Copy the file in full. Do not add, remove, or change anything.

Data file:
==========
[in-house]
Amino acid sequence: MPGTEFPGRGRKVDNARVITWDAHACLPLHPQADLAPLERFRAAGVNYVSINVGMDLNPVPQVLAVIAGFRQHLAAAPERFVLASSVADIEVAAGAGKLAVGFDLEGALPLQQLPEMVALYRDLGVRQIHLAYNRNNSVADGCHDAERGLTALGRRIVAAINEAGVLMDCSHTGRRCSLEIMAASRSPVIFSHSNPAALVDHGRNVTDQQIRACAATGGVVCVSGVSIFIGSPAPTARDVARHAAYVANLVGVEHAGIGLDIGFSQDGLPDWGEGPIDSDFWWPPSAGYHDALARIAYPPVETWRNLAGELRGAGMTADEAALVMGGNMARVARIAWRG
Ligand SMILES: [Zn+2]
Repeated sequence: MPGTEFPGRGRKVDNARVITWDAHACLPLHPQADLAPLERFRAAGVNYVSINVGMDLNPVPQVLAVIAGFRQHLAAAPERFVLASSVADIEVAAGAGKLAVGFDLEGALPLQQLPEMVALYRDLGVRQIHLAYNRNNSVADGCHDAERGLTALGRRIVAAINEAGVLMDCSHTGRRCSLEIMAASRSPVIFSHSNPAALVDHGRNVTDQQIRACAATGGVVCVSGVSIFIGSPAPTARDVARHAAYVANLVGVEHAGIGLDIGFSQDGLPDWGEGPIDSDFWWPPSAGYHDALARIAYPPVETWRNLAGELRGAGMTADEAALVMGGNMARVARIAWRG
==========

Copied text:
[in-house]
Amino acid sequence: MPGTEFPGRGRKVDNARVITWDAHACLPLHPQADLAPLERFRAAGVNYVSINVGMDLNPVPQVLAVIAGFRQHLAAAPERFVLASSVADIEVAAGAGKLAVGFDLEGALPLQQLPEMVALYRDLGVRQIHLAYNRNNSVADGCHDAERGLTALGRRIVAAINEAGVLMDCSHTGRRCSLEIMAASRSPVIFSHSNPAALVDHGRNVTDQQIRACAATGGVVCVSGVSIFIGSPAPTARDVARHAAYVANLVGVEHAGIGLDIGFSQDGLPDWGEGPIDSDFWWPPSAGYHDALARIAYPPVETWRNLAGELRGAGMTADEAALVMGGNMARVARIAWRG
Ligand SMILES: [Zn+2]
Repeated sequence: MPGTEFPGRGRKVDNARVITWDAHACLPLHPQADLAPLERFRAAGVNYVSINVGMDLNPVPQVLAVIAGFRQHLAAAPERFVLASSVADIEVAAGAGKLAVGFDLEGALPLQQLPEMVALYRDLGVRQIHLAYNRNNSVADGCHDAERGLTALGRRIVAAINEAGVLMDCSHTGRRCSLEIMAASRSPVIFSHSNPAALVDHGRNVTDQQIRACAATGGVVCVSGVSIFIGSPAPTARDVARHAAYVANLVGVEHAGIGLDIGFSQDGLPDWGEGPIDSDFWWPPSAGYHDALARIAYPPVETWRNLAGELRGAGMTADEAALVMGGNMARVARIAWRG